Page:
Former New Mexico Governor and U.S. Ambassador to the United Nations Bill Richardson said that he’s concerned about the war rhetoric coming from North Korea Monday on Jansing & Co.
“It’s still a tinderbox there,” said Richardson. “I do think the administration was right to send that message of the B-2 Stealth Bombers. You have to let them (North Korea) know we’re around and even if they consider these rhetorical flourishes as not action, nonetheless, they are really increasing tensions in the peninsula.”
In addition to the B-2 Stealth Bomber, the U.S. has flexed its military muscle by sending F-22 Stealth Fighter jets and B-52 bombers to conduct exercises in South Korea in the past week.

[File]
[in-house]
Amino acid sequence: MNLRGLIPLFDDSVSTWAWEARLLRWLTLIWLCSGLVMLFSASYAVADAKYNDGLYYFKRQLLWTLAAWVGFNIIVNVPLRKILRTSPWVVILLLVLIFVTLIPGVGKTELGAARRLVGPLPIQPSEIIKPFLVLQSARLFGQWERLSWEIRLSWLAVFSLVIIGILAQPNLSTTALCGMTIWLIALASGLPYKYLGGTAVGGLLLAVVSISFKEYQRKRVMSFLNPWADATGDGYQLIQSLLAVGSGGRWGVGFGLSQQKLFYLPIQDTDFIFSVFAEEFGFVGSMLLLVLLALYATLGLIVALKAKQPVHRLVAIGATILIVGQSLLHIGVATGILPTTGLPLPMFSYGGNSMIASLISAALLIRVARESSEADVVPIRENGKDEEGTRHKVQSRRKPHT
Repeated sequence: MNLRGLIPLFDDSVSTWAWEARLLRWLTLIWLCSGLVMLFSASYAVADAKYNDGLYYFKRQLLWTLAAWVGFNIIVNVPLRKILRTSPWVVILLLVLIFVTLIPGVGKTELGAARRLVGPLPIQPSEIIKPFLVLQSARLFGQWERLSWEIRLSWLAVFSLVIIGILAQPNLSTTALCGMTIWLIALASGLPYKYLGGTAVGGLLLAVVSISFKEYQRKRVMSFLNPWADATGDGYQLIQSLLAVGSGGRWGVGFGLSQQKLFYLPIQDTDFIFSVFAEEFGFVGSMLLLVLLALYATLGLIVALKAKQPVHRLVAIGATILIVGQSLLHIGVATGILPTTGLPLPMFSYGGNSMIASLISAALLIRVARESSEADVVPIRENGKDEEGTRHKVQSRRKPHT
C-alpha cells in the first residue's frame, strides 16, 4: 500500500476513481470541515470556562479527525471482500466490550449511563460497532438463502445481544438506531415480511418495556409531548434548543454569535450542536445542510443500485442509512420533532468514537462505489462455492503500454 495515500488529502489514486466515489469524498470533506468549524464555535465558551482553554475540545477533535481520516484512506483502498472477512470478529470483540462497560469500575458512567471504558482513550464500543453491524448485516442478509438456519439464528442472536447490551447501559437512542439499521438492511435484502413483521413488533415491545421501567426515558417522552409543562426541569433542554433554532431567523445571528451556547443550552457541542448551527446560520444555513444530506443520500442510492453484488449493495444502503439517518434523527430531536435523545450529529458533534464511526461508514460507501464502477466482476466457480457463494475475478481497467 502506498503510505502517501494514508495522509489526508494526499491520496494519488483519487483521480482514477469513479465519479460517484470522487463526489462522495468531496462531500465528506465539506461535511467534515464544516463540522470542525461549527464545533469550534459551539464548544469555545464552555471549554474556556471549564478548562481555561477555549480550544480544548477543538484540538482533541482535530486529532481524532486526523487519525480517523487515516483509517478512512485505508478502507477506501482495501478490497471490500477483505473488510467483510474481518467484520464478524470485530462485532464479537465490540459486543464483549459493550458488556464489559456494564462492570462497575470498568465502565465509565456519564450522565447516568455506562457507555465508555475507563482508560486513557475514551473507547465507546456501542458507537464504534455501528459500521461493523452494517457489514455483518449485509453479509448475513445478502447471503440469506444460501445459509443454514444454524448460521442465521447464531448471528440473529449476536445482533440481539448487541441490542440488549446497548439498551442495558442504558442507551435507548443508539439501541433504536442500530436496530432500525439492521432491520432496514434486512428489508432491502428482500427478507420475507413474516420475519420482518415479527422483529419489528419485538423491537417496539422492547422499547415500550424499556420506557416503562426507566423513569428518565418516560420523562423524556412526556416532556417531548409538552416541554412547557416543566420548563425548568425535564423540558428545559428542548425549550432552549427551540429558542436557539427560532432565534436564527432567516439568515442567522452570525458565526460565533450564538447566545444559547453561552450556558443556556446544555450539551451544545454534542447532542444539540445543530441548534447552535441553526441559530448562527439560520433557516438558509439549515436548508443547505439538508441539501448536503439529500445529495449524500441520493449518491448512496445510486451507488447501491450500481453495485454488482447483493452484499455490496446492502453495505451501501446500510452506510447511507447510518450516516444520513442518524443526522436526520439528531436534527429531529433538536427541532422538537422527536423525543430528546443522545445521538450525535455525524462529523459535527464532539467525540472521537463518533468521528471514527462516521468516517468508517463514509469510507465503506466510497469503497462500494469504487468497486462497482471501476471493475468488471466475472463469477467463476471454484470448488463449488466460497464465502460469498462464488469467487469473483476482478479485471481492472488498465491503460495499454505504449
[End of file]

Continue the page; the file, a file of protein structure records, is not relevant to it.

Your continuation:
North Korean leader Kim Jong Un has been making almost daily threats of nuclear strikes on South Korea and the United States. “He’s somebody that is still trying to position himself as the real leader of the country,” said Richardson. “My worry is that the hard line elements of the Socialist Workers Party of the North Korean Military, which really runs the show, are pulling his strings and he’s kind of on the sidelines.”
But Richardson does see one encouraging sign of hope. An industrial facility run jointly by North and South Korea remains open. If North Korea were to suddenly shut it down, it would be seen as a sign the North is getting ready for war.